The severity of a COVID-19 patient's symptoms affects how long they should wait to get the vaccine later, a physician says.

What You Need To Know

The Centers for Disease Control and Prevention recommends anyone who had severe symptoms and treated with the monoclonal antibody therapy should wait for at least 90 days before they get the vaccine.

“Although they’ve had what we call natural immunity, they still have that risk of getting worse side effects from the vaccine,” says Dr. Luisa Mena of True Health.

Mena said for those with mild symptoms, the wait is much shorter.

“If the person is feeling better and recovered fully, and out of quarantine, they’re able to get their vaccine,” Mena said.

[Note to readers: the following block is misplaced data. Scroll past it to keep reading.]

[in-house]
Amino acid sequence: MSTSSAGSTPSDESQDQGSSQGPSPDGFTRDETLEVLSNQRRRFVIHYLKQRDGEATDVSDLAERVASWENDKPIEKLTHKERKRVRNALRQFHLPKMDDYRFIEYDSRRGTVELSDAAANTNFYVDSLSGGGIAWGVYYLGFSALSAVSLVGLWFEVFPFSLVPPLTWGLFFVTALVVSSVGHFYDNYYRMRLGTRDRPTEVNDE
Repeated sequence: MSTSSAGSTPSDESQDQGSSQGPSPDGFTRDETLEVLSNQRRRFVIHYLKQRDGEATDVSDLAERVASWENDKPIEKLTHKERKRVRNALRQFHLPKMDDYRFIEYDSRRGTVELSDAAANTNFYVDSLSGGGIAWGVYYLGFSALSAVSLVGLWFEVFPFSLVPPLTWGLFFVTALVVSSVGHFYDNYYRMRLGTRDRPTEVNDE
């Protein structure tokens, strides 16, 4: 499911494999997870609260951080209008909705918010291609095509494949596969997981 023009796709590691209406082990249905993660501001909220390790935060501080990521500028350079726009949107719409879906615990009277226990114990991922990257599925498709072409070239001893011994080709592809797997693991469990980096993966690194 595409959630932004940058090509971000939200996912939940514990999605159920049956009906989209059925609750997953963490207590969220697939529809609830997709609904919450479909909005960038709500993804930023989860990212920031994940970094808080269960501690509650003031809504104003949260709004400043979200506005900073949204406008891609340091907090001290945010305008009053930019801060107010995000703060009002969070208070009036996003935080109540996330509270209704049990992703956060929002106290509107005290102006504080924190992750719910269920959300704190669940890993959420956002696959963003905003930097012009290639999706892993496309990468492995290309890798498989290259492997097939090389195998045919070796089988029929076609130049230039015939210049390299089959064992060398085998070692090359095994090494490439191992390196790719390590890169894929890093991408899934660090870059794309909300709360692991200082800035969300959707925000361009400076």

That news comes as a relief for Amada Ochoa, 65, who is one of the thousands of Floridians trying to book an appointment for a COVID-19 vaccine. She was diagnosed with COVID-19 last July and wants to prevent her chances of reinfection.

“I lost my sense of smell and taste. I also had a severe cough, but my husband and I were both able to beat it,” Ochoa said. “We want to get vaccinated. We need to get over the fear of vaccines for our good and for everyone else.”

Ochoa registered to get the vaccine and now waits for her appointment.

As of Friday, January 22, John Hopkins University reported more than 24 millions COVID-19 cases in the U.S.